The Netflix original series Emily in Paris 3, written by Darren Star of Sex and the City fame, best compares to a cheese croissant for the mind as it offers a sense of indulgence while watching. However, the benefits of it are still debatable. The series lacks strong, intelligent, and complex female characters. However, it is delightful to watch, thanks to the pitch, the vibrant French setting, and the diverse representation.
Join Emily Cooper on her Journey of Love, Self-Discovery, and Career Challenges in the City of Lights
In Emily in Paris, Lilly Collins plays an American woman named Emily Cooper who relocated to Paris for a brief work assignment but ended up staying after finding love, life, and herself there. The first two seasons showed how she got around the city, the culture shock it offered the challenges she faces in her career as an outsider. The series’ third season is just as dramatic, boisterous, and struggling to conclude as the first two seasons.
Emily is juggling between the two boss ladies, Sylvie (Philippine Leroy-Beaulieu) and Kate Walsh, and she is affectionate to both of them. Madeline and Sylvie collaborated on projects for Savoir, but the former left to start her marketing firm. She is now Madeline’s business opponent, and she is still struggling to balance her duties as a new mother and the difficulties of maintaining the French office of her marketing company without any French-speaking staff.
Questioning Representation of Strong Women in a Show that Claims to Champion Them – Emily in Paris struggles with Love, Complexity, and Strong Female Characters.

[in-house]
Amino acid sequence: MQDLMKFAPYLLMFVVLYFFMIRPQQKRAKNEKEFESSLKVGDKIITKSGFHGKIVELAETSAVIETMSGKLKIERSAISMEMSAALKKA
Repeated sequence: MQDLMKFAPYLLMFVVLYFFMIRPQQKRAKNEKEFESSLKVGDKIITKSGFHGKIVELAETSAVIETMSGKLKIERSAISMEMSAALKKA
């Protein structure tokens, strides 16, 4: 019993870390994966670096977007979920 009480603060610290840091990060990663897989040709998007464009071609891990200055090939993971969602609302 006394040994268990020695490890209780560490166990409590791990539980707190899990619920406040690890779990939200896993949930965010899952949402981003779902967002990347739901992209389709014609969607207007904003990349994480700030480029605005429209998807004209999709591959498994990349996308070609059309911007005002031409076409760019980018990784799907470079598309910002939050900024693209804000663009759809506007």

It’s surprising how few solid female characters are in Emily in Paris for a show that champions women in all leadership roles. Emily, the main character, is unsure of what she wants from a love connection. There are a few heartwarming moments in Darren’s attempt to recreate the Ross-Rachel relationship from the classic American sitcom FRIENDS in the post-millennial period. Still, it may be distressing to see a pair care for one another so much that they might push one another away.
Emily is still determining whose side to take in the conflict between Sylvie and Madeline. She generates some of the most creative marketing concepts and tests them on other entrepreneurs, but she never asks for credit or payment. On the other side, Sylvie and Madeline are equally indecisive, but theirs can be attributed to a lack of options and the constraints their circumstances place on them. Nevertheless, it’s worth waiting for the new season because Emily in Paris is undoubtedly raising its standard.